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Christopher Wilton

  • 14
  • reviews
  • 85
  • helpful votes
  • 145
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  • The Pale Horseman

  • The Last Kingdom Series, Book 2
  • By: Bernard Cornwell
  • Narrated by: Jonathan Keeble
  • Length: 14 hrs and 6 mins
  • Unabridged
  • Overall
    5 out of 5 stars 971
  • Performance
    5 out of 5 stars 896
  • Story
    5 out of 5 stars 890

A Saxon raised by Vikings. A pagan fighting for a Christian King. The conflict at the heart of a hero will be played out in the fight for England. It is 877. Across the kingdoms of Britain the Danes are gaining strength. Uhtred of Bebbanburg, a pagan warrior, must decide who he will align with: the Vikings who raised him or Alfred, King of the West Saxons.

  • 5 out of 5 stars
  • great narrator

  • By Diana Boskma on 04-01-18

Pretty darn good sequel.

Overall
5 out of 5 stars
Performance
5 out of 5 stars
Story
5 out of 5 stars

Reviewed: 18-12-15

While the first novel in the series covers the conquest of the anglo-saxon kingdoms, this novel covers the build up to the fight back of Wessex.

It could be argued that nothing particularly historical happens in this story, except for a few apocryphal anecdotes. But this is where Bernie C excels as a story teller and keeps you engaged in Uhtred's story.

The title didn't grab me as much, as it clearly refers to the primary antagonist (or at least the climactic antagonist). But hell, it's good and Keeble's narration still holds up well.

I listened to it over the course of a weekend and I'm even more hyped to watch the TV series now. Definitely going to get it for Yuletide this year while we engage in our pagan feasting.

Hail Thor, Hail Odin!!

  • The Last Kingdom

  • The Last Kingdom Series, Book 1
  • By: Bernard Cornwell
  • Narrated by: Jonathan Keeble
  • Length: 13 hrs and 28 mins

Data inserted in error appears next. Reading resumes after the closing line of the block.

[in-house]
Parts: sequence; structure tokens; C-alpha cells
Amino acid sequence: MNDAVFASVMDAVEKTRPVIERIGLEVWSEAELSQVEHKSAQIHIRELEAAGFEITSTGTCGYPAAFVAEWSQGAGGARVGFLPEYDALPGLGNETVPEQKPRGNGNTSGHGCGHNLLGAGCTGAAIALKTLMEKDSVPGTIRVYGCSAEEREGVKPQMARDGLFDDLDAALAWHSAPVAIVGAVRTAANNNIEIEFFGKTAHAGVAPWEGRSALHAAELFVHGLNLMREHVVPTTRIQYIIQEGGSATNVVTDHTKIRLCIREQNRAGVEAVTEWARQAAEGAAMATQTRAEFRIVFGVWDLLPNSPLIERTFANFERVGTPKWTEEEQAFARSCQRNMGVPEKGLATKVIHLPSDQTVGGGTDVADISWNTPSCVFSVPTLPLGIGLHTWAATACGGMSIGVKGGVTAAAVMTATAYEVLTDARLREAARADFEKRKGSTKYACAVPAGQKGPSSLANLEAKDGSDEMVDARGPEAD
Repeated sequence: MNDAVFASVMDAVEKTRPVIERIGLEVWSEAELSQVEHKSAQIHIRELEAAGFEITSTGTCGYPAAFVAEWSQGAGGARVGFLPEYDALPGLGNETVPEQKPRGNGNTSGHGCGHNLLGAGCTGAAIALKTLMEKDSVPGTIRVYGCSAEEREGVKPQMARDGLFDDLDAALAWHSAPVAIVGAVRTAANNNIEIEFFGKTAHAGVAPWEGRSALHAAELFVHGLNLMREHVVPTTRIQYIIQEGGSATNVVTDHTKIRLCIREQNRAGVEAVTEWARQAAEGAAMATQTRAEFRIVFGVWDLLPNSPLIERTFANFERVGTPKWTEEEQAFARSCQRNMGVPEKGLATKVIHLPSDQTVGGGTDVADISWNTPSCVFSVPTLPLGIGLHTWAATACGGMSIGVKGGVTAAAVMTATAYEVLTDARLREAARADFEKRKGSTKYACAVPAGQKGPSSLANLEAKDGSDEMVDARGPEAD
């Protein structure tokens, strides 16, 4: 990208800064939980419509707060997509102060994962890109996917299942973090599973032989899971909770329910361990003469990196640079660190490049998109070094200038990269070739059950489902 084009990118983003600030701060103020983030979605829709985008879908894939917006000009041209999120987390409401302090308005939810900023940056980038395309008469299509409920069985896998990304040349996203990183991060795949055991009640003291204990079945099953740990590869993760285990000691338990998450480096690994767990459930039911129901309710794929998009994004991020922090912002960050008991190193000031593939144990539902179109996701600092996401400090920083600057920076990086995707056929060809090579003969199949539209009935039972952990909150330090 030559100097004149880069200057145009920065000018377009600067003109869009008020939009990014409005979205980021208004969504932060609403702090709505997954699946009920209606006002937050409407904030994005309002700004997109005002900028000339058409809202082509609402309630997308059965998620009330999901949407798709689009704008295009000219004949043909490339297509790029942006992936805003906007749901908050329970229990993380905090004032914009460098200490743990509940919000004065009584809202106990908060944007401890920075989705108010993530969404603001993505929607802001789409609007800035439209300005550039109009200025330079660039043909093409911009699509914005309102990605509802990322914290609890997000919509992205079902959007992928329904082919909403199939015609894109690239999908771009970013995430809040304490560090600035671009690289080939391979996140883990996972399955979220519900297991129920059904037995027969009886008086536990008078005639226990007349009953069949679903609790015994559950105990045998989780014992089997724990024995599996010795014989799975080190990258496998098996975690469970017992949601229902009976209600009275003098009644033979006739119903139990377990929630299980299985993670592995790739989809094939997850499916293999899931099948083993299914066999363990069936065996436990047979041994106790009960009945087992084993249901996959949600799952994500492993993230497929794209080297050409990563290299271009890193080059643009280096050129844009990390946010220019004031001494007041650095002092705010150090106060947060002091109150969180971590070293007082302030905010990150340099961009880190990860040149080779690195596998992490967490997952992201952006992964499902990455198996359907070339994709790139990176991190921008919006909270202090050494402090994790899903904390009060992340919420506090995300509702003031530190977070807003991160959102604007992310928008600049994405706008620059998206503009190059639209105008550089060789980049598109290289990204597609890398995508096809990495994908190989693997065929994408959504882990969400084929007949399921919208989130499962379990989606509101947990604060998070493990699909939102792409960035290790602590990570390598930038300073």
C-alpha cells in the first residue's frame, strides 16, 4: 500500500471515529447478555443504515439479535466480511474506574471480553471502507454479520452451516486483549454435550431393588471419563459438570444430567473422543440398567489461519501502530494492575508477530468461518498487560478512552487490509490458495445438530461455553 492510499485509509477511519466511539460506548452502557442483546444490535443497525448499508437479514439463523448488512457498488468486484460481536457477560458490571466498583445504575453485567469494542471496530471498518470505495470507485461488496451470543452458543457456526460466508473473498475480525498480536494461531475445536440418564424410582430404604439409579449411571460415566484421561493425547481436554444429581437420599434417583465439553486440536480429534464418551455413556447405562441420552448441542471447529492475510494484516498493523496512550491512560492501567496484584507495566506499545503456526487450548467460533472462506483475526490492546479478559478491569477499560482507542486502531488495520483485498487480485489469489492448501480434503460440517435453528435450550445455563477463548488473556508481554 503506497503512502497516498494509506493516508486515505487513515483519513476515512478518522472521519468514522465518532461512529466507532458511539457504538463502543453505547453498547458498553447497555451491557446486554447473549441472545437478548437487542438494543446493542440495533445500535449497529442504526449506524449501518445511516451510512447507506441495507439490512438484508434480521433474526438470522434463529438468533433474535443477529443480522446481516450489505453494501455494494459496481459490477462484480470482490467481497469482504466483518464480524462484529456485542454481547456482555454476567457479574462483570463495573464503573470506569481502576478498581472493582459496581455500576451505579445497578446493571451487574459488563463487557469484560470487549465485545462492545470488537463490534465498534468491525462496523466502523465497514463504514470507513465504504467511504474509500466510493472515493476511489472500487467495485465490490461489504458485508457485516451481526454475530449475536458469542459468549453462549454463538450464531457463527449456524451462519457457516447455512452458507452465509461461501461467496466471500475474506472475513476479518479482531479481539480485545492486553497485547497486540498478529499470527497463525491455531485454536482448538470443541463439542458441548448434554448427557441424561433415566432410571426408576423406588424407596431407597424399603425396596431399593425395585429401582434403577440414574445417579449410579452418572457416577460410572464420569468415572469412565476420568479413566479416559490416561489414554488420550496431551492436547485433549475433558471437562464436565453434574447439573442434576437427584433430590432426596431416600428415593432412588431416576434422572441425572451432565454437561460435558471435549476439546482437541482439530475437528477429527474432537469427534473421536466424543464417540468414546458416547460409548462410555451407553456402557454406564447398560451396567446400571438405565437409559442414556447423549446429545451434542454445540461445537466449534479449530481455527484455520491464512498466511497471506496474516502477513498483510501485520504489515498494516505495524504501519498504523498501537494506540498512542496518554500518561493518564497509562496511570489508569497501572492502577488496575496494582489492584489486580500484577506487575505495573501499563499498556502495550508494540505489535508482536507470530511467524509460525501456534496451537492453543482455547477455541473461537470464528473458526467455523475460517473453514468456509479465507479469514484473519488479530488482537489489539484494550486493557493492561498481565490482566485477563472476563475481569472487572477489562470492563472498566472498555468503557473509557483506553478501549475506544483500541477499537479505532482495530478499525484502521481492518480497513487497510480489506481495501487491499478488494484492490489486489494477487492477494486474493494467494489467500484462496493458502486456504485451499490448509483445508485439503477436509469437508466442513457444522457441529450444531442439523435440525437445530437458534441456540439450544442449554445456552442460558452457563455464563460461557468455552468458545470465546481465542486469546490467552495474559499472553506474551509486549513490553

• Unabridged
  • Overall
    4.5 out of 5 stars 1,279
  • Performance
    5 out of 5 stars 1,174
  • Story
    4.5 out of 5 stars 1,175

The first book in a brand-new series, The Last Kingdom is set in England during the reign of King Alfred. Uhtred is an English boy, born into the aristocracy of ninth-century Northumbria. Orphaned at 10, he is captured and adopted by a Dane and taught the Viking ways. Yet Uhtred's fate is indissolubly bound up with Alfred, King of Wessex, who rules over the only English kingdom to survive the Danish assault. The struggle between the English and the Danes and the strife between christianity and paganism is the background to Uhtred's growing up.

  • 5 out of 5 stars
  • Fate is unstoppable

  • By A D MCCLENAGHAN on 13-12-14

Curious choice of prose-style, but it works brilliantly.

Overall
5 out of 5 stars
Performance
5 out of 5 stars
Story
5 out of 5 stars

Reviewed: 30-11-15

I was a little put off at first when I realised that the story would be told retrospectively by the hero, as a chronicle of his life.

However, this didn't detract from the enjoyment and the narrator's performance even enhances it for the most part.

It's an interesting period of English history I knew very little about before starting the book.

Very different from Sharpe, which I'm more familiar with, but on the whole still excellent.

I will definitely be purchasing the next in the series, as long a the narration remains good.

2 of 2 people found this review helpful

  • The Mortal Immortal

  • By: Mary Wollstonecraft Shelley
  • Narrated by: Jack Benson
  • Length: 27 mins
  • Unabridged
  • Overall
    4 out of 5 stars 1
  • Performance
    0 out of 5 stars 0
  • Story
    0 out of 5 stars 0

Mary Wollstonecraft Shelley was an English romantic and gothic novelist who is most famous as the author of Frankenstein, or The Modern Prometheus. She was married to the notable Romantic poet Percy Bysshe Shelley. She also wrote a number of shorter "tales of the unnatural", of which "The Mortal Immortal", a story of a man who will not die, is the most famous.

  • 4 out of 5 stars
  • Good for what it is and what it costs

  • By Christopher Wilton on 15-02-12

Good for what it is and what it costs

Overall
4 out of 5 stars

Reviewed: 15-02-12

I bought this audiobook because it takes far too long for my credits to come in and because I bore easily without something new to listen to. Basically you get what's on the tin with this product. It's a short (27mins) story, written by one of the greatest female authors of all time.

The recording is done as an ensemble between three different speakers, so it has the flavour of a dramatisation. It would have got five stars but sometimes the graininess of the recording quality really lets it down. In short, listen to the sample first to make sure your ears are okay with it (it's not all that bad) and then ask yourself whether this is something you want to listen to.

2 of 2 people found this review helpful

  • Letters to a Young Contrarian